Fathers and Sons

Coincidence has always played an important role in my life.  I’m one of those folks who believes we receive guidance from somewhere beyond our limited mortal perspective, and along with Chinese fortune cookies, the greatest source of guidance in my life is usually coincidence.

Something happens once…so? Let it happen again in a reasonably short time, and I’ll say, “Hmmm, that’s interesting.” A third time? That’s when I say “Whoa, something’s happening here, and I’d better pay attention.”

Maybe the coincidences don’t lead to life-altering events, but they almost always provide opportunities for me to learn new things, to explore new ideas, and to discover new opportunities and enjoyment.

All of this is a long, drawn-out way of saying that lately something coincidental has been going on around me.

Fathers and sons.

It began a few days ago when I first saw this picture:

Father and Son

Since then, everywhere I turn, I find myself surrounded by fathers and sons.  Last night, I turned on Kansas Public Radio for their classical selections. What was playing?

First came David Oistrakh with his son, Igor.

Their performance was followed by Sir Nevile Marriner conducting his son, Andrew Marriner, in a clarinet concerto.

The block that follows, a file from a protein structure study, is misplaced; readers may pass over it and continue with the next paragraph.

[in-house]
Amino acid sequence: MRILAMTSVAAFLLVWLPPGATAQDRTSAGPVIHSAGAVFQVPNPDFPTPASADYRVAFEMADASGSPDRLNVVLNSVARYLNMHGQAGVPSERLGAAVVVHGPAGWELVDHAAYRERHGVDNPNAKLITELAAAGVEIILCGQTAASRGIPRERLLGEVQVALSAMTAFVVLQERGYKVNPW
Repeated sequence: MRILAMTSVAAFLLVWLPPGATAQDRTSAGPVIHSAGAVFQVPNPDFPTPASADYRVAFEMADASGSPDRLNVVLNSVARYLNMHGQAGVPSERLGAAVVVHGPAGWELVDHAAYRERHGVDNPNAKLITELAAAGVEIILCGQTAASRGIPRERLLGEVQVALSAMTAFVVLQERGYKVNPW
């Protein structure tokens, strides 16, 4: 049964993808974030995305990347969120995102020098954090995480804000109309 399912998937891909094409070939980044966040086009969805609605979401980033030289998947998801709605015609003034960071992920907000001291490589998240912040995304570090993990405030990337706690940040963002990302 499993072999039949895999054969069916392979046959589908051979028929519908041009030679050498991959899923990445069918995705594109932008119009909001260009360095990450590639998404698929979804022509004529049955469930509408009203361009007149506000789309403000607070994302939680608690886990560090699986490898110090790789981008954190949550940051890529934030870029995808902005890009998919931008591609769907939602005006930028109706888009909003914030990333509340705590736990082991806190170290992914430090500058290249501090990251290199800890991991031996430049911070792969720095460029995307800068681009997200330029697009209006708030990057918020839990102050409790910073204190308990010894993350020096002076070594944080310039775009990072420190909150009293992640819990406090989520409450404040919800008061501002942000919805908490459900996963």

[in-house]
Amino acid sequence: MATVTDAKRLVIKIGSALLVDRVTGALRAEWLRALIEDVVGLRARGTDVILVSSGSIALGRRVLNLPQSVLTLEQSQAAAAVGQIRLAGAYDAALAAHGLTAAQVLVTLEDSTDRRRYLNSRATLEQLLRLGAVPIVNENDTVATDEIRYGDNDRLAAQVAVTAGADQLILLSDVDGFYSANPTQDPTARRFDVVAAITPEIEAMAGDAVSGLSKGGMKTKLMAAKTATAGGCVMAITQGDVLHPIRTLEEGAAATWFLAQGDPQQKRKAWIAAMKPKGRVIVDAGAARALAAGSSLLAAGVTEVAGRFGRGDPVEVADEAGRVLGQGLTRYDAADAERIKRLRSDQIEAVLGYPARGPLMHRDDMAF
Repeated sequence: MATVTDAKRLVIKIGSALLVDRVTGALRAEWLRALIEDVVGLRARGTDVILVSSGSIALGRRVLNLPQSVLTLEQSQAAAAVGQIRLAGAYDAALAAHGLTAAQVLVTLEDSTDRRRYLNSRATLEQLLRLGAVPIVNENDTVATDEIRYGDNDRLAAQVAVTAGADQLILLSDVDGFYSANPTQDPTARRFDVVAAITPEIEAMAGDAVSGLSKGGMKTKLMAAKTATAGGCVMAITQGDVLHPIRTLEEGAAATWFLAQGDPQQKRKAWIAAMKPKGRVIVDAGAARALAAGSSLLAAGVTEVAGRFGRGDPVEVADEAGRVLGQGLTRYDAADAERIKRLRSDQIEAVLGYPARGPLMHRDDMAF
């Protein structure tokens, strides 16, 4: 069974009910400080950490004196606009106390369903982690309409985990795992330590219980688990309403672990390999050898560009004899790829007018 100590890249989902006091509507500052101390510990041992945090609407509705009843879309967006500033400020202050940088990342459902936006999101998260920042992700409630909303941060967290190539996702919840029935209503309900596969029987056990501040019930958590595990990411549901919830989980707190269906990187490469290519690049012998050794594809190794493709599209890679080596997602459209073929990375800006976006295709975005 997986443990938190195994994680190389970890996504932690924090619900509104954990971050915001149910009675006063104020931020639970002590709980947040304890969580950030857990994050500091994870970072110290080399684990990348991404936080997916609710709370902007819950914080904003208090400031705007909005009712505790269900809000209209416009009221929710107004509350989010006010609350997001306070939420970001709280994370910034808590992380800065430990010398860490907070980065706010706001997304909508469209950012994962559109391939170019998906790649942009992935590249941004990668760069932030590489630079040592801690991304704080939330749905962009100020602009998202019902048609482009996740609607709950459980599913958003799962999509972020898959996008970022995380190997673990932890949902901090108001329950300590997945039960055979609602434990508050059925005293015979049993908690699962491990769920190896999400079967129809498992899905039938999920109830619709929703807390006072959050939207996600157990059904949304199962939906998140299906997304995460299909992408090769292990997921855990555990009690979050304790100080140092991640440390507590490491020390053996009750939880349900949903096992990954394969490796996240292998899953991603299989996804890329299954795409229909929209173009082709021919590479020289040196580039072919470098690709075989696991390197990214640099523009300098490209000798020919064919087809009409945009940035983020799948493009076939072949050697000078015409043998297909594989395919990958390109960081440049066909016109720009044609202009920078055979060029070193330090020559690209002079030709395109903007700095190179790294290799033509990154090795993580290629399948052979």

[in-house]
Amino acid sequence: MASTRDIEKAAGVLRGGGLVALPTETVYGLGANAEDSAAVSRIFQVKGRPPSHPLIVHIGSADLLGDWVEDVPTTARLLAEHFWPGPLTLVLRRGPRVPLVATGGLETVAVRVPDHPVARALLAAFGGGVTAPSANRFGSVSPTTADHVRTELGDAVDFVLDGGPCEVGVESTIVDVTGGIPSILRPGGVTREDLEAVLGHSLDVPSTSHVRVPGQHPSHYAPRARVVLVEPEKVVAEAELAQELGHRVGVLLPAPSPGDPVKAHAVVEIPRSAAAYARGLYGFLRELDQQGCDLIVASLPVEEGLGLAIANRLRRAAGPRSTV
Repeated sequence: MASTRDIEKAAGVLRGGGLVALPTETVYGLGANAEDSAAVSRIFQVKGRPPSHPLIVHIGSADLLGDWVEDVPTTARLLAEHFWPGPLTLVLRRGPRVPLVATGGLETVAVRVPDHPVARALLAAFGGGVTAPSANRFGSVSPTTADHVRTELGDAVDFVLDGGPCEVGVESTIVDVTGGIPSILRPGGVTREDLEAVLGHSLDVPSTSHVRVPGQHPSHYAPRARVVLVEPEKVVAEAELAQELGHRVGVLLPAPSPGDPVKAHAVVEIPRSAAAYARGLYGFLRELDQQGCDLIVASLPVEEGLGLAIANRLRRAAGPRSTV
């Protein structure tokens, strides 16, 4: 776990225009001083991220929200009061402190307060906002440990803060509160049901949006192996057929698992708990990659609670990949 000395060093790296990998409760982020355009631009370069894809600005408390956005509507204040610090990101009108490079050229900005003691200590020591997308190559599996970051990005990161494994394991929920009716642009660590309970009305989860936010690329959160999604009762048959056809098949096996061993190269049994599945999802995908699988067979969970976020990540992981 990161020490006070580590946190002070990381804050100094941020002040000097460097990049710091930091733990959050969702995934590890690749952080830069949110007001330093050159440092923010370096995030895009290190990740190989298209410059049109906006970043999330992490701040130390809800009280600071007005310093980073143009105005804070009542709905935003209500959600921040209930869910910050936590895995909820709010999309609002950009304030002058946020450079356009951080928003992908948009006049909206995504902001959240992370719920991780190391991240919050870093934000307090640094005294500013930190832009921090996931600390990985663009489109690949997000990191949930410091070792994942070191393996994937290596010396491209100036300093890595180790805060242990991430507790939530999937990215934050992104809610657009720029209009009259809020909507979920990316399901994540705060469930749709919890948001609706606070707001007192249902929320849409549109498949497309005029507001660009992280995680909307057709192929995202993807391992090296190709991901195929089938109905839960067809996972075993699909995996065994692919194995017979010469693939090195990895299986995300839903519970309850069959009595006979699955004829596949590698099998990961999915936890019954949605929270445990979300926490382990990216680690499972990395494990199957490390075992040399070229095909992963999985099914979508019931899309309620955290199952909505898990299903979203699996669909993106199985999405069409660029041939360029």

And so it’s gone…over and over again for the past week. Mentions of fathers, mentions of their sons.

It’s led me to re-discover one of my favorite short stories,  “Fathers and Sons”  by Ernest Hemingway.

And was it mere coincidence that my father-in-law got up Saturday morning and for some unknown reason decided that he should drive seventy miles to come visit?

Yeah, it’s all just coincidence, nothing more. No matter how many more times I turn on the television or radio or pick up a newspaper or magazine and find information about yet another father and son, I’ll just keep telling myself it’s mere happenstance.

But I know there’s a reason behind it. I haven’t figured out yet what it is, but it’s there.  Now comes the fun part of exploring the different possibilities until I finally “get” the message.

More things to explore!


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